What would it take to invest students deeply in helping each other really understand the material? After reading Dan Pink’s post on “flipping homework” (described here), one algebra teacher posted a fascinating comment describing his out-of-the-box approach.
Every class day, this teacher gives a one-problem quiz. Afterward, the teacher readies those students who correctly solved the problem to help those who didn’t solve it, on the board.
Next, each student who still didn’t solve it gets help from those who solved it (either on the quiz or on the board) until all students understand the problem.
Exams are taken by only one student of the teacher’s choice. All students get the grade attained by that student.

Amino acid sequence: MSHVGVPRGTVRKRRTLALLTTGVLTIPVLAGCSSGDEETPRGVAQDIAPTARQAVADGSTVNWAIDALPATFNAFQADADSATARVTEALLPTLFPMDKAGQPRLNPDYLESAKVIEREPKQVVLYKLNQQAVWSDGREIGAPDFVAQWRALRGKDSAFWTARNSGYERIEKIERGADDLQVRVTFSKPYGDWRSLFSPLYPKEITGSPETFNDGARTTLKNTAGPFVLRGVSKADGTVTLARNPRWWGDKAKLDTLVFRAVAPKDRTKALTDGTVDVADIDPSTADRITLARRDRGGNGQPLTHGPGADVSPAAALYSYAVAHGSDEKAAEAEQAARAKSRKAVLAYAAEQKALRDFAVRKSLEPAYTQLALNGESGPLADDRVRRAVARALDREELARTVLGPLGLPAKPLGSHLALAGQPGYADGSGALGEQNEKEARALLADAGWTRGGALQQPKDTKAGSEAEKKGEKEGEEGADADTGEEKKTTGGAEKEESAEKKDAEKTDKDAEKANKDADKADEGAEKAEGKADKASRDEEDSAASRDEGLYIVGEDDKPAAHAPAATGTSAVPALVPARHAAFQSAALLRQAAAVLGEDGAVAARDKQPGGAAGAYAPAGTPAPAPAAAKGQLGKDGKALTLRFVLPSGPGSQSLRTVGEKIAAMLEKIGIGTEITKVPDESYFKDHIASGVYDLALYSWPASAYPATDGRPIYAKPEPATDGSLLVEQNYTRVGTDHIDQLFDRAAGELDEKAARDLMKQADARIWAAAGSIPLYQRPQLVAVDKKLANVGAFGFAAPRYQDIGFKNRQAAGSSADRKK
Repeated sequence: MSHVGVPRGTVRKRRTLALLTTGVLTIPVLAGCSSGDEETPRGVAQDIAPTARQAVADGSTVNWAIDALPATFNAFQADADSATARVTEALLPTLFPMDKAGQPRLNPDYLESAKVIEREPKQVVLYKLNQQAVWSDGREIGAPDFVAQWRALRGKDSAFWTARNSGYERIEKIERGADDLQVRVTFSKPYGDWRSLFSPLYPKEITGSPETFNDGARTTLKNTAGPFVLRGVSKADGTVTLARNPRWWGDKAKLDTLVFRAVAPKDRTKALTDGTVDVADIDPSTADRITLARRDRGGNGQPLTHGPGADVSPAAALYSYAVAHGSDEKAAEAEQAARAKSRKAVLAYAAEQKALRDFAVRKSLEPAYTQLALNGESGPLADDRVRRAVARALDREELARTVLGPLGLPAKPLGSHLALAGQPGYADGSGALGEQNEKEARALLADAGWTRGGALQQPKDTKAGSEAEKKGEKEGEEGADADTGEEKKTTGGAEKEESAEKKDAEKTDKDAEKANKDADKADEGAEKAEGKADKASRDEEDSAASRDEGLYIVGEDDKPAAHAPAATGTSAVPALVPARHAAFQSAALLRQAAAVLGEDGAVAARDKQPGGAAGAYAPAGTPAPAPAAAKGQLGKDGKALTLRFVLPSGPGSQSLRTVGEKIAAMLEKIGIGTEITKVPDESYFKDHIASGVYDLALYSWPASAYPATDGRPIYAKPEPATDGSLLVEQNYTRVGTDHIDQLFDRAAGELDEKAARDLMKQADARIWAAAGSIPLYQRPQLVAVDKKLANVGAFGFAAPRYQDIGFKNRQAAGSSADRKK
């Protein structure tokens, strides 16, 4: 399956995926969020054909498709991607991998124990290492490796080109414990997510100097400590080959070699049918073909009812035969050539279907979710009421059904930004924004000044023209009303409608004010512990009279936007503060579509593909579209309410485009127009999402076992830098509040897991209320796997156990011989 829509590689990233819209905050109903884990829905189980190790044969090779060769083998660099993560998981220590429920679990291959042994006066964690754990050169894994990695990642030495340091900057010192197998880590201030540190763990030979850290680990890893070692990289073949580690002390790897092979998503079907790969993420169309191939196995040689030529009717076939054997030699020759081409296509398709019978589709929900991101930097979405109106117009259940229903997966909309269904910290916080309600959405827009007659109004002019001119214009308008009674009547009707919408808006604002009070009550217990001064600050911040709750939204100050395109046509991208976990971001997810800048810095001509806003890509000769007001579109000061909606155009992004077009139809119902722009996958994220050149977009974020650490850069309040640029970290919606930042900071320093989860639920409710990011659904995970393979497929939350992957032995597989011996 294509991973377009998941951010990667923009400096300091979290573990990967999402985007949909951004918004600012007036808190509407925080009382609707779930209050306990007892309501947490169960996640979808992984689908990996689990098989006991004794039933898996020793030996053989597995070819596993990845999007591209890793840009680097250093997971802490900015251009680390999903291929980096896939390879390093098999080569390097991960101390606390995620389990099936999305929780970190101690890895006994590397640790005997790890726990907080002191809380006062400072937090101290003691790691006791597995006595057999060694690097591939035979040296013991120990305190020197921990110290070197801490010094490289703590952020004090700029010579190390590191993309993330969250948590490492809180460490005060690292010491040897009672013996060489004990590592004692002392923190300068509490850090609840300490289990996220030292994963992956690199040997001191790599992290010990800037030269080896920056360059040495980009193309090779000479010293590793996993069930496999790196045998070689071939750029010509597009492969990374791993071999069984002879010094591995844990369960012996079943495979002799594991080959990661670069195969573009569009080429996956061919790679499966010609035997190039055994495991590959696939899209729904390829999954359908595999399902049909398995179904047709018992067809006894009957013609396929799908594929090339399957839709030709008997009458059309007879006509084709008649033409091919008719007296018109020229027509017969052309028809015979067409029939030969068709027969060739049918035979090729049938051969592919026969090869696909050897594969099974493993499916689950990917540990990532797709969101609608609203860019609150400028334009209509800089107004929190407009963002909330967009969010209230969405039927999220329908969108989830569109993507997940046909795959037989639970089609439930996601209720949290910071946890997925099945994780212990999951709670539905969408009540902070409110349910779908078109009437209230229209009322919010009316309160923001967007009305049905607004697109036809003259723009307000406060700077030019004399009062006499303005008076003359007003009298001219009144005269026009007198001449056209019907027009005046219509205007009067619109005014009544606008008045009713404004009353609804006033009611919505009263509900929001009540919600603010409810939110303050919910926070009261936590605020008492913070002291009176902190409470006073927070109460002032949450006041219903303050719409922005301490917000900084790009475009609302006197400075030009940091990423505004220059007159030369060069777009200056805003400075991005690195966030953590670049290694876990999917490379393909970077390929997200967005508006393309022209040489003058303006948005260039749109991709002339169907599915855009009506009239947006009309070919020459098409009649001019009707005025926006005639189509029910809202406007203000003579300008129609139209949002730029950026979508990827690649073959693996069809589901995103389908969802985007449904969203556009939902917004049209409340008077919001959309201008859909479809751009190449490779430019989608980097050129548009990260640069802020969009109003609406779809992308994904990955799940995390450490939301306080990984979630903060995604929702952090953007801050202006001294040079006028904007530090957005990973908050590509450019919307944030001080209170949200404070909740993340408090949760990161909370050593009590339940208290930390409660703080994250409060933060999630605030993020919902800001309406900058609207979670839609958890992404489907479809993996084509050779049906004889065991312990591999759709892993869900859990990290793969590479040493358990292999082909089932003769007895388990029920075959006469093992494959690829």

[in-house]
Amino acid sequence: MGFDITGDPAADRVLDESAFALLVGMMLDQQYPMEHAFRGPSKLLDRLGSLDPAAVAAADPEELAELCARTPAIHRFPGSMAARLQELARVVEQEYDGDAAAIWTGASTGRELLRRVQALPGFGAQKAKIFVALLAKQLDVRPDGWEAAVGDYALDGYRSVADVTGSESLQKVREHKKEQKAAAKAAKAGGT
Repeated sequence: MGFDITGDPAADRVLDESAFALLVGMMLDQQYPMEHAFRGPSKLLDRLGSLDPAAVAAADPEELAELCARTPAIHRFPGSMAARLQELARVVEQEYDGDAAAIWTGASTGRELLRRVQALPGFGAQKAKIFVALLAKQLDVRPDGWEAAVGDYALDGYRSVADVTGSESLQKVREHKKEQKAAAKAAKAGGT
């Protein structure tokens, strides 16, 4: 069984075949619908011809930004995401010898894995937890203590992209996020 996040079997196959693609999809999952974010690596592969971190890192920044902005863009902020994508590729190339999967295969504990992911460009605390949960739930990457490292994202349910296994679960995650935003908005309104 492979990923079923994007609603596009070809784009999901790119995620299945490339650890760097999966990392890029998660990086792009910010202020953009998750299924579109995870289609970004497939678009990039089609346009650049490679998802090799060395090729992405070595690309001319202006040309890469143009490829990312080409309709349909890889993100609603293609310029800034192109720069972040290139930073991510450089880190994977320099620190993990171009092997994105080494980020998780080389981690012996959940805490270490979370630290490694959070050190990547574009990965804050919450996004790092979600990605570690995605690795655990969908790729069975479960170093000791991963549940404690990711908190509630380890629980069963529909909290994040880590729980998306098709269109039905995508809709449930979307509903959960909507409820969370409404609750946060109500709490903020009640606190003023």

The result? “Learning and exam preparation become a group effort, and all win or lose together,” wrote this teacher, identified in the comments only as Durfa.
I want to know more about this strategy of coaching collaboration and academic material at the same time! Do you know someone who has tried it, in any subject? How did it work out? Send in your example, and I’ll send you a complimentary copy of Fires in the Mind. Those who know, teach!